- Keep in mind that because N. meningitidis is easily spread from person to person, secondary cases need to be prevented. Suspected meningococcal disease should be reported to the local public health department. People in close contact with an infected person should receive chemoprophylaxis.14,16
Survivors of bacterial meningitis may experience long-lasting problems that aren't apparent during the acute period. Besides hearing loss, patients may experience renal dysfunction and neurologic complications.
Those who develop seizures during the course of the illness may require long-term antiepileptic drugs.14 Even patients who make a full recovery may require psychological support after surviving this devastating illness.17
Need for speed
By being alert to signs and symptoms of bacterial meningitis and realizing the need for speed for patients suspected of having this potentially deadly disease, nurses can help their patients survive and minimize complications. And simply reminding appropriate patients of the benefits of vaccination is another way nurses can fight back against bacterial meningitis.
Getting inside the meninges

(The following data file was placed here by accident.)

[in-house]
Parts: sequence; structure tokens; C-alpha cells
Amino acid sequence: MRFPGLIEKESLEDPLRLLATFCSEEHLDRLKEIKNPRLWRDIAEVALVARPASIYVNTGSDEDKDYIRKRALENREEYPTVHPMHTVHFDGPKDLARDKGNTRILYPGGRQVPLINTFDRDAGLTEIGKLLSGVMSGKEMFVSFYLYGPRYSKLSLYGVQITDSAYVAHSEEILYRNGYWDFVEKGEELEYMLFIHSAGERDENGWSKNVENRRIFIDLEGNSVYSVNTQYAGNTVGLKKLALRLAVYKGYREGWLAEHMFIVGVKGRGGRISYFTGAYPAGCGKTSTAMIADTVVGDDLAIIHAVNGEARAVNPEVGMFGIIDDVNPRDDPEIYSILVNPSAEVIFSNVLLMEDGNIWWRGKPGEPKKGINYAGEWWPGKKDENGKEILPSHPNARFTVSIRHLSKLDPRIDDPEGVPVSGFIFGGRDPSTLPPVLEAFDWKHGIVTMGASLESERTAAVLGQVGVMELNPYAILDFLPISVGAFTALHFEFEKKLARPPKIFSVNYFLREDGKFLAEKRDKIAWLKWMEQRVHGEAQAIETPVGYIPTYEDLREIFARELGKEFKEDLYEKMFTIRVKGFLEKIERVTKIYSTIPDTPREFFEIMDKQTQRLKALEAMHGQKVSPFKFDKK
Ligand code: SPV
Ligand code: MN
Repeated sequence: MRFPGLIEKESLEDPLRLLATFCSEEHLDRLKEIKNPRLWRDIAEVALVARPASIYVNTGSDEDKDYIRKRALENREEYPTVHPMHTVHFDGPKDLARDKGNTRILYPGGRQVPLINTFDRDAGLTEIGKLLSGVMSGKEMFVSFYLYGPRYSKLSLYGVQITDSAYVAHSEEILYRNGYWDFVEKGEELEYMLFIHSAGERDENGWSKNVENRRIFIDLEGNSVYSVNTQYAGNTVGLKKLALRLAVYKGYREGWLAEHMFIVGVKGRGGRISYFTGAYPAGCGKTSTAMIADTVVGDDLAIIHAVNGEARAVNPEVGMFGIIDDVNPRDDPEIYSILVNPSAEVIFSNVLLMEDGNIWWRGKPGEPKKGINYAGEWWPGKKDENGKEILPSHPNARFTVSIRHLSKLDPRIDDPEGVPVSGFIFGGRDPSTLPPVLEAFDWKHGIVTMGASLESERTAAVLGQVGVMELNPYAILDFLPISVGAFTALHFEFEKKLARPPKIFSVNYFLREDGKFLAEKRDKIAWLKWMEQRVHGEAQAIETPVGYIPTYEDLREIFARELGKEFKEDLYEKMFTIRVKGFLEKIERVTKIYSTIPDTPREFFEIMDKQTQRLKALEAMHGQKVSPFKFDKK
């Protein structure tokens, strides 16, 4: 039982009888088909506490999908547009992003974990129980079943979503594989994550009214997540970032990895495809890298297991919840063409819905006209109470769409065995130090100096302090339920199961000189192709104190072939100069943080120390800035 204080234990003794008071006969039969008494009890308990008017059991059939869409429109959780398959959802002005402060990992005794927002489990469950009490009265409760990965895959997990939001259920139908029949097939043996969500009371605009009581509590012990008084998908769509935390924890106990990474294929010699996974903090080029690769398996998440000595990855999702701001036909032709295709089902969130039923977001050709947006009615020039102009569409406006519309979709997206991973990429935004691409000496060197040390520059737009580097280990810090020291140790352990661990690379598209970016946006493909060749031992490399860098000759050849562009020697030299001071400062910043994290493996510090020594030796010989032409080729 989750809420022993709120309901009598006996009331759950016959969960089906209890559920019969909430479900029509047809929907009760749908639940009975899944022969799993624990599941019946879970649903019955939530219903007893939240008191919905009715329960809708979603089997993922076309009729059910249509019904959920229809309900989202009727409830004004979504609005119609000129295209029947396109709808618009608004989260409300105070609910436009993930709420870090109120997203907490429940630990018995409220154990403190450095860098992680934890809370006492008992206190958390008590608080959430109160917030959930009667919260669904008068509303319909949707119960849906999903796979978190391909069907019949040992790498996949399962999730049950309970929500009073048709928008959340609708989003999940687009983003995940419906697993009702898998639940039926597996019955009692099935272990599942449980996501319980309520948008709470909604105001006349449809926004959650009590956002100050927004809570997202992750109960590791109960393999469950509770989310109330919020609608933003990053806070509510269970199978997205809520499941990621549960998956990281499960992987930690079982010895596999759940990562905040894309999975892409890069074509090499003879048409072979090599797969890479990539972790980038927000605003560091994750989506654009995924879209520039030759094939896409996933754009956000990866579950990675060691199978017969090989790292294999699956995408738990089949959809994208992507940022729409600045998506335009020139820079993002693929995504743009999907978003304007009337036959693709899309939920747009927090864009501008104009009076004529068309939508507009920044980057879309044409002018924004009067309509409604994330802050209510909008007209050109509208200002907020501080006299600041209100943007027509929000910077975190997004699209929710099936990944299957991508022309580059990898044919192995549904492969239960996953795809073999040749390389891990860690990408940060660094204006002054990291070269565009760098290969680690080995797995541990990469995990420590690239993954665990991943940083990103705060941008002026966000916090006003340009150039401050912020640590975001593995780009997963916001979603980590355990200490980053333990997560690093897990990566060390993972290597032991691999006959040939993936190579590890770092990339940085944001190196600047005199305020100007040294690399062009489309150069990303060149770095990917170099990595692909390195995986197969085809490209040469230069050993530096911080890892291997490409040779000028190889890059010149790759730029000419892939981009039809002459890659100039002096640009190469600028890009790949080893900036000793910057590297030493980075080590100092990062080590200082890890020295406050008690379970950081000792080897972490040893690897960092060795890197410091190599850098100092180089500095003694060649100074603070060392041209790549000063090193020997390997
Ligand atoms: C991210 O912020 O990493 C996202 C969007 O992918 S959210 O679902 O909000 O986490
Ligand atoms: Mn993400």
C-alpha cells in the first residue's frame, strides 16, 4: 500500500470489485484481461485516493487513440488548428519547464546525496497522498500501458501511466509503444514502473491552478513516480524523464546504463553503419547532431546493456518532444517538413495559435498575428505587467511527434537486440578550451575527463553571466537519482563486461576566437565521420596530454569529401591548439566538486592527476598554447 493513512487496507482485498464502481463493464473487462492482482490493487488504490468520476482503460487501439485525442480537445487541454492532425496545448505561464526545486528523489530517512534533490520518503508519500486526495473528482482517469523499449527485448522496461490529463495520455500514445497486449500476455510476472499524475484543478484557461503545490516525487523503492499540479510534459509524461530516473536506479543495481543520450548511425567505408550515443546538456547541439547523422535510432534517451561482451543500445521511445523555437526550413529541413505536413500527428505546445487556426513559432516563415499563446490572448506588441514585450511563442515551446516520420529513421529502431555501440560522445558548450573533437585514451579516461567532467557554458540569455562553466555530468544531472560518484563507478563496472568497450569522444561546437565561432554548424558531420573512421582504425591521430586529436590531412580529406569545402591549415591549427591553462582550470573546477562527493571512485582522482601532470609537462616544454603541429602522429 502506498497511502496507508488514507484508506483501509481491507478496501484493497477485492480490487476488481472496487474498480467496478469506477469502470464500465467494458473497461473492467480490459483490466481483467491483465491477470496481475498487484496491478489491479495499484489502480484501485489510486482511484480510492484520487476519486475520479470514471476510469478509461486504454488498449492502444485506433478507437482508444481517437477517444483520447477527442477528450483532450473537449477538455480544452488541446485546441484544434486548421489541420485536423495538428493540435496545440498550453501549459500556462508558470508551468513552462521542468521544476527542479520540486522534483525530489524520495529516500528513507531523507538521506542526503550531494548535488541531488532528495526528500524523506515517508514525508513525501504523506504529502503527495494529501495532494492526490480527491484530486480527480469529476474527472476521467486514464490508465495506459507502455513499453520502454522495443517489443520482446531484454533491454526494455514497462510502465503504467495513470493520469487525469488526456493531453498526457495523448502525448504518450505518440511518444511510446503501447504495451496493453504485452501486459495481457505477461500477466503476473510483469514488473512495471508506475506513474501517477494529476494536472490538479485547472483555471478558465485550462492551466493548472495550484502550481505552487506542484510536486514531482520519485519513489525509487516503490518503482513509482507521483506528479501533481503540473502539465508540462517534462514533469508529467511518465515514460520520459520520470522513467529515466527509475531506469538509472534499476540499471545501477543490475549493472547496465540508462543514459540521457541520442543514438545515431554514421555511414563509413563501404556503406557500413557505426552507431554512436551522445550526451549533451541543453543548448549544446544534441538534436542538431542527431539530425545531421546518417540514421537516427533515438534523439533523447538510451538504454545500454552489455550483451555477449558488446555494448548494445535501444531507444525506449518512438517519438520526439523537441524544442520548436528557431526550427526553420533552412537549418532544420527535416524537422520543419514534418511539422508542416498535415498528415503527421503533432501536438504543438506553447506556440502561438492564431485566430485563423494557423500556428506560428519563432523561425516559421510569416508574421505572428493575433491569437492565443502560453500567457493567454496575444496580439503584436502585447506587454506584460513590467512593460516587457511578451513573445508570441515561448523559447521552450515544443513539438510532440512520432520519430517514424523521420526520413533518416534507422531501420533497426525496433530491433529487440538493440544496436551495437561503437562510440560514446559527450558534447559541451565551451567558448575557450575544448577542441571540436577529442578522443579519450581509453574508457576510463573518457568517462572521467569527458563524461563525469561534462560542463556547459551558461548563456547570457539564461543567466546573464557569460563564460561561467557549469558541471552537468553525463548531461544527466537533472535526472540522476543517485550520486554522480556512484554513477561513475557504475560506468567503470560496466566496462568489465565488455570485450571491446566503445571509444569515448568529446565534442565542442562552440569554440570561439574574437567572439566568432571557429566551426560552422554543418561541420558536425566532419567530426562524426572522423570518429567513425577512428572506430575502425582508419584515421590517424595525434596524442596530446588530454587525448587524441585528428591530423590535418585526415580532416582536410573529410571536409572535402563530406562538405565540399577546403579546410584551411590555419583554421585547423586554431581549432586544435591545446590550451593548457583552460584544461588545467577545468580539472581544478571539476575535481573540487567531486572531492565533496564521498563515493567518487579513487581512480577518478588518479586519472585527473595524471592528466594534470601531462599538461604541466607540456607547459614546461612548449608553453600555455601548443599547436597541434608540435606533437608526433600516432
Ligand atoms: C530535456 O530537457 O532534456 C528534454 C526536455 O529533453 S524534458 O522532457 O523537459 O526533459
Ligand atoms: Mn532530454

Inside the skull and vertebral column, the brain and spinal cord are loosely suspended and protected by several connective tissue sheaths called the meninges, as shown in this figure. The surfaces of the spinal cord, brain, and segmental nerves are covered with a delicate connective tissue layer called the pia mater (Latin for “delicate mother”). The surface blood vessels and those that penetrate the brain and spinal cord are encased in this protective tissue layer. A second very delicate, nonvascular, and waterproof layer, called the arachnoid, encloses the entire CNS. The arachnoid layer is named for its spider-web appearance. The CSF is contained in the subarachnoid space. Arachnoid villi, shown within the superior sagittal sinus, are one site of CSF absorption into the blood. Immediately outside the arachnoid is a continuous sheath of strong connective tissue, the dura mater (Latin for “tough mother”), which provides the major protection for the brain and spinal cord. The cranial dura often splits into two layers, with the outer layer serving as the periosteum of the inner surface of the skull.